Whether your business is publicly held or privately, in the red or in the black, cost control methods in manufacturing are critical to maintaining a profitable company. In times when your competitors are outsourcing to Southeast Asia, or automating their manufacturing floor, trimming the fat is a painful but necessary step. Here’s how to do it with a little less pain.
Take Inventory of Your Cost of Manufacturing
Before you take any steps in implementing cost control methods in manufacturing, take a good hard look at where your money is going. We are going to break down your costs into three areas, labor, materials, and overhead.
You might, for example, see a large portion of your budget going toward sales or marketing, which falls under overhead. If you cut there, you might lose sales because of it. You could compromise on material quality, but you’d risk losing loyal customers. Wherever you cut, make sure you make the right cuts, or they could be detrimental to your company’s future.
How to Control Direct Labor Costs
If your company is like many, direct labor is your largest expense. So, paying attention to it is one of the most important cost control methods in manufacturing. It’s also the first many companies cut. While shareholders and investors love lean labor costs, there are ways to accomplish your goals without destroying people’s lives.
Keep in mind that on average, companies spend between $1,200 and almost $2,000 training each new employee, and that doesn’t include the 30+ hours of taking someone from their real job to train each new hire. If you are in a temporary downturn, do everything in your power to avoid layoffs, if for no other reason than to avoid the costs of hiring new people in the future. That doesn’t mean you’re stuck with too high labor costs, though.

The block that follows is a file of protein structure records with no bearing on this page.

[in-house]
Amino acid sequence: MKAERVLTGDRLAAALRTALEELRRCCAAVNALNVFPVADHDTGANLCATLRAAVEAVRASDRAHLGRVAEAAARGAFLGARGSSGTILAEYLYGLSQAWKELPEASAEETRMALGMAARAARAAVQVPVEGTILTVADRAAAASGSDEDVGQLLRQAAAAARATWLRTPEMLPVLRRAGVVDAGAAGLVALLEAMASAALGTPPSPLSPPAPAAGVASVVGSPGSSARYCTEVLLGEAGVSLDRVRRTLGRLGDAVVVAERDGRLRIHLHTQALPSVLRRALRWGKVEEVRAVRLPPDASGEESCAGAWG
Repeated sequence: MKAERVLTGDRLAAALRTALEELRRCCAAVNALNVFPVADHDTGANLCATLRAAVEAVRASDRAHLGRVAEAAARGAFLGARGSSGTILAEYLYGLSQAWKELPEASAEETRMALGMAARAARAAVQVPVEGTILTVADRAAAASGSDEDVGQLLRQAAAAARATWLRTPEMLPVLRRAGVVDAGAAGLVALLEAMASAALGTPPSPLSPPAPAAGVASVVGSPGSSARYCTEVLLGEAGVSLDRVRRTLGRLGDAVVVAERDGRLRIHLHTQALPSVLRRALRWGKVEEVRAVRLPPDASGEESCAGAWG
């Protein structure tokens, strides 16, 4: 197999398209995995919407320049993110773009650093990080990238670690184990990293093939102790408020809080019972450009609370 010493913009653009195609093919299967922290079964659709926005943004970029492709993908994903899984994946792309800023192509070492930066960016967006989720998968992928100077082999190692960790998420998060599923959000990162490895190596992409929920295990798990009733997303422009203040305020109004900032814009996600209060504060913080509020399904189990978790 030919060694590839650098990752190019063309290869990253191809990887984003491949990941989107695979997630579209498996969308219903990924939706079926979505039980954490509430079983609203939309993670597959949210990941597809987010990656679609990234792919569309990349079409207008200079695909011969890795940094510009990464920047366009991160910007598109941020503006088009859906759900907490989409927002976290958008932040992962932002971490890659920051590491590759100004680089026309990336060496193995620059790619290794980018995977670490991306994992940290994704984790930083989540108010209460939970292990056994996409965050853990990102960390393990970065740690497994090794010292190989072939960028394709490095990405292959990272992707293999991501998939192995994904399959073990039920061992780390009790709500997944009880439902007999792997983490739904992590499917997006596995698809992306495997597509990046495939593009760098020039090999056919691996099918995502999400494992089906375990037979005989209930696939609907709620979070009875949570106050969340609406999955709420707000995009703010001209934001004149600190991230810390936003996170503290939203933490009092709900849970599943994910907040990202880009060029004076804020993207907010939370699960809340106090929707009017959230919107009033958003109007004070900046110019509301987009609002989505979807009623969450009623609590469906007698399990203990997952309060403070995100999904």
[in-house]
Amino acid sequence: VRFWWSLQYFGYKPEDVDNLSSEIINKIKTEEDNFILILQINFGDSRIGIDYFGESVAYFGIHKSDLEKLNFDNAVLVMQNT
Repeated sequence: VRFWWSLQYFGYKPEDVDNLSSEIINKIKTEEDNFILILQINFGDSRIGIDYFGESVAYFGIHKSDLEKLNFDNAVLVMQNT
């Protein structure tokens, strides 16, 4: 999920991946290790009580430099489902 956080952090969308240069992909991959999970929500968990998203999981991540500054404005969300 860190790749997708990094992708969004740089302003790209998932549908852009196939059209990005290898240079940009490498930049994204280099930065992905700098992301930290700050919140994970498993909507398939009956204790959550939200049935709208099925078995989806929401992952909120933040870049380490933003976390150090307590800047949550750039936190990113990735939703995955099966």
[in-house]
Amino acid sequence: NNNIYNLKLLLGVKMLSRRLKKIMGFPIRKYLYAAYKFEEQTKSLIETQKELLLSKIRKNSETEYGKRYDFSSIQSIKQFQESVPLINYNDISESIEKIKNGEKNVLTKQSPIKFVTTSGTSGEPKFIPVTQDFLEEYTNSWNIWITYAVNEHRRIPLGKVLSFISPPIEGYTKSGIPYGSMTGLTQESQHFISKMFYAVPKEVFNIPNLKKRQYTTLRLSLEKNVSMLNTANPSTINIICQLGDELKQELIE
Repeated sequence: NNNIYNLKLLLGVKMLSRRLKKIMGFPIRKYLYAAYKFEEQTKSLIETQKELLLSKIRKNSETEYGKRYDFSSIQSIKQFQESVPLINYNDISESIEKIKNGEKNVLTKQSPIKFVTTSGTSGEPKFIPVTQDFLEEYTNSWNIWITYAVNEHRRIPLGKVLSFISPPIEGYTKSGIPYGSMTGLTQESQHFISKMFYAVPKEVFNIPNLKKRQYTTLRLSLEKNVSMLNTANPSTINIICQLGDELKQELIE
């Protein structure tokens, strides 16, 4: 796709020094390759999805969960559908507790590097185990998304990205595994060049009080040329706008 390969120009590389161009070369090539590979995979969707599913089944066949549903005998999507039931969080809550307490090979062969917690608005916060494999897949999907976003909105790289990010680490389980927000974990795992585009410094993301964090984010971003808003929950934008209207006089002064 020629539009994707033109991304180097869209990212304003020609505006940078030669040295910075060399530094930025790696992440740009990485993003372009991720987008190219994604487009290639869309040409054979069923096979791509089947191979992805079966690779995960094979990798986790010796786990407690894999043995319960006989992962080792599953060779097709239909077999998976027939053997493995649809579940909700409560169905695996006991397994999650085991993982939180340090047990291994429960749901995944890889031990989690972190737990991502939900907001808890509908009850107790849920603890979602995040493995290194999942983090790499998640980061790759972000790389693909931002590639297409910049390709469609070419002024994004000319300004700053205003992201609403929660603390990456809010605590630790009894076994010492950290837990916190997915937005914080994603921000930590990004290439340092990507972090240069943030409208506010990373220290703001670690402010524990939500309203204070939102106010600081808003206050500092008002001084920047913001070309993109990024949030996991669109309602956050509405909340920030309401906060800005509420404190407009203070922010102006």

How to avoid layoffs
If you want to avoid layoffs, it helps to have a long-term strategy. Hire the right people, to begin with. Two superstars can do more than three mediocre employees. Train people to have multiple roles, so if one job becomes obsolete, they can slide right into another.
Talk to your employees
Let your employees know that the company is feeling a pinch. You’d be amazed at how reasonable people can be, especially when the alternative is unemployment. Explain that you will have to cut perks like free meals. Negotiate a slight pay cut or a cut in benefits. Offer some of your senior employees early retirement. Perhaps some employees might be interested in part-time work. If you have openings in other departments, it may be cheaper to train someone who already knows the ins and outs of your company than hire from outside.
When layoffs are unavoidable
Unfortunately, one of the saddest cost control methods in manufacturing is layoffs. No matter how hard you might try to avoid them, at times layoffs are unavoidable. No matter how well you handle layoffs, you will upset people, but there are ways to mitigate the pain.
Use the band-aid approach. Stretching it out doesn’t help anyone. Explain that the company is not doing well and that their job will have to be eliminated. You will hear sob stories, and most of them will be genuine. Listen and be sympathetic, but don’t get too bogged down.
Enlist an outplacement firm to help people find other jobs or receive training. An outplacement firm (or at least your HR team) can also help you avoid wrongful termination suits. Offer as much severance pay as you can, especially for your seasoned employees. Don’t offer false hope. You may want to hire everyone back, but unless your sales projections support it, don’t bother mentioning it. Looking for jobs is hard work and employees might latch on to any glimmer of hope rather than actively seek another job.
Is automation worth it?
You’ll probably never be able to automate sales or many other positions, but like it or not, automation is the wave of the future in manufacturing. Long-term, the ROI will certainly be worth it. During a downturn, though, automation is simply too expensive for most.